Some lifetimes back, Noel Murray wrote an article describing the typical arc of the Beach Boys fan: beginning with the popular image of them via their early surf-n-party hits, maturing into the melancholy of Pet Sounds, being shocked by the psychedelic experiments of the failed Smile sessions, and wandering into their strange post-breakdown career as one of the most eclectic (not always for the better) bands around. I’ve spent most of my time happily at the Smile stage, not quite at the level of mania of pre-internet fans who collected bootlegs of the famously chaotic sessions to construct their own ideal versions of the album-that-never-was, but enough of a nerd to have an opinion about, e.g., which of the many versions of “Wonderful” is superior (spoiler: it’s this one).
The Beach Boys’ post-breakdown albums all waver, to some degree, between the heights of technical mastery and imagination and the lows of plain ol’ bad taste. Granted, to be a Beach Boys fan means to accept some level of corniness or kitsch as part of the overall package, often rationalized as a kind of adolescent authenticity (even when from the pens of songwriters too old to be doing that sort of thing anymore), but when it comes to the reaches of their later career, I’m just not the kind of person who’ll ever find a song like “Johnny Carson” anything but than a three-minute-long cringe.
In that sense, Holland is a typical late-Beach Boys album: its highs are undeniable, its lows hard to listen to. Recorded under less-than-ideal circumstances in a garage in the Netherlands and with minimal participation from the group’s capital-G Genius, its production is often much slicker than its circumstances would seem to warrant. The group also gets a huge help from two short-term members who’d also lent a hand to their previous album (Carl and the Passions), South African musicians Blondie Chaplin and Ricky Fataar.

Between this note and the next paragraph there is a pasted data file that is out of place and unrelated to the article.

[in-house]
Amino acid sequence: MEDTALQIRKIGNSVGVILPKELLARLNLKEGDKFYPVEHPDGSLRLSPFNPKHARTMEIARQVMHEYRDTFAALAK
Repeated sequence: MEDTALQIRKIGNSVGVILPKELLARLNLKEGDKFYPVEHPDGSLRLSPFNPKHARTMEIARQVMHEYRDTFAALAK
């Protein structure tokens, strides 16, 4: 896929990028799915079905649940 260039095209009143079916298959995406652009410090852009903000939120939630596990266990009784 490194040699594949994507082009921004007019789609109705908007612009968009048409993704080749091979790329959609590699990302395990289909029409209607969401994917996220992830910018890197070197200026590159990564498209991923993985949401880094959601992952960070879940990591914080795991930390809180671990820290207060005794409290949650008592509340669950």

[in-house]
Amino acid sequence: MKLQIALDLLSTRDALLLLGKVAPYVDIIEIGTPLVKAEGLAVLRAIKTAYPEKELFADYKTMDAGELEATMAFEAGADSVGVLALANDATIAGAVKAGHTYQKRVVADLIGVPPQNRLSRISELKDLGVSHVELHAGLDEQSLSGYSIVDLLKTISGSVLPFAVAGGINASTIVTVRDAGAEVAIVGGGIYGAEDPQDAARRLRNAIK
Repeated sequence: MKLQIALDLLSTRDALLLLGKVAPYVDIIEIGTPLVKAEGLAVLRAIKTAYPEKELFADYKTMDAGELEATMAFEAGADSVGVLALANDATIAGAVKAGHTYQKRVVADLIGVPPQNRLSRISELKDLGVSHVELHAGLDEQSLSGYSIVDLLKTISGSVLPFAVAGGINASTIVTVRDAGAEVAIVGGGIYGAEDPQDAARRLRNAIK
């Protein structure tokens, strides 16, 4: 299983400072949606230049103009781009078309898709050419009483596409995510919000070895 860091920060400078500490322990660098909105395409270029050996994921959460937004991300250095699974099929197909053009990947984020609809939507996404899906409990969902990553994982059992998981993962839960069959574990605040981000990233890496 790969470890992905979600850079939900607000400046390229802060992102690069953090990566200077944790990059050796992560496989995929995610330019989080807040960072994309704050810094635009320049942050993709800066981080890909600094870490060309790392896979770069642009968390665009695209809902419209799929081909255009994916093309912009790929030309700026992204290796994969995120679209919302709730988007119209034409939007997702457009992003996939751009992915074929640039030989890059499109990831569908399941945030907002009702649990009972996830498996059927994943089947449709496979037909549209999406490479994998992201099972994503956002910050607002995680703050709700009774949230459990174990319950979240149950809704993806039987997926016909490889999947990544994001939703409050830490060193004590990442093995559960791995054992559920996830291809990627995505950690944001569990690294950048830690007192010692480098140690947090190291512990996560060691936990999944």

And like all late-Beach Boys albums, Holland seems to elicit very disparate reactions from its critics and fans, from “best post-Smile album” to “indulgent mess,” so take everything below with a grain of salt. These opinions are mine alone. Here is Holland in my rough order of appreciation:
“Steamboat” is, for me, the album’s one untouchable masterpiece. Dennis Wilson crafted a gentle lullaby of a song out of Jack Rieley’s abstract lyrics, rocking smoothly between its tonic and dominant keys until the outro, where it slides to bVI over the lyrical intrusions of the background singers (“Don’t you worry, Mister Fulton, we’ll get your steamboat rolling” is the kind of lyric that summoned Sufjan Stevens into existence.) The biggest star here, though, is the woozy production, from the electric slide guitar flying upwards into a steam whistle to the engine-like chug of its drums. The effect is magical. Sure, I could gripe about some of the lyrics (like the description of the river as “a dream in a waltz time.” The song is in 4/4!), but the song lulls me into a riverine reverie where the nitpicky stuff no longer matters.
“Funky Pretty” is an easy track to hate (and many do!), but I find it successfully rides that razor-thin line between quirky and insufferable that’s key to so much of the later Beach Boys’ appeal (no surprise: it’s one of Brian Wilson’s few contributions to the album). It’s also the most joyous expression of ensemble-ness on the album — listen as different vocalists toss the melody to one another, hot-potato style! — and the outro is likely the album’s most interesting and productive merger of Chaplin’s own vocal style with the group’s best barbershop chops. It’s an undeniably fun, goofy song that maybe doesn’t quite stick the landing (a more aggressive drum-n-bass may have helped), but what a way to end the album: catchy, joyful, and something no one else could have put together.
“Sail On, Sailor” was the album’s biggest hit, and for the most part it represents a stylish and well-constructed bit of country-inflected R&B, though the polish also works against it to some extent: it’s a good and groovy little song that occasionally edges up to soft-rock kitsch. Still, the chorus outright soars, and it’s hard to think of a more memorable hook in their post-breakdown career than this one: Scorsese even used it in The Departed. And Chaplin’s vocals are on point.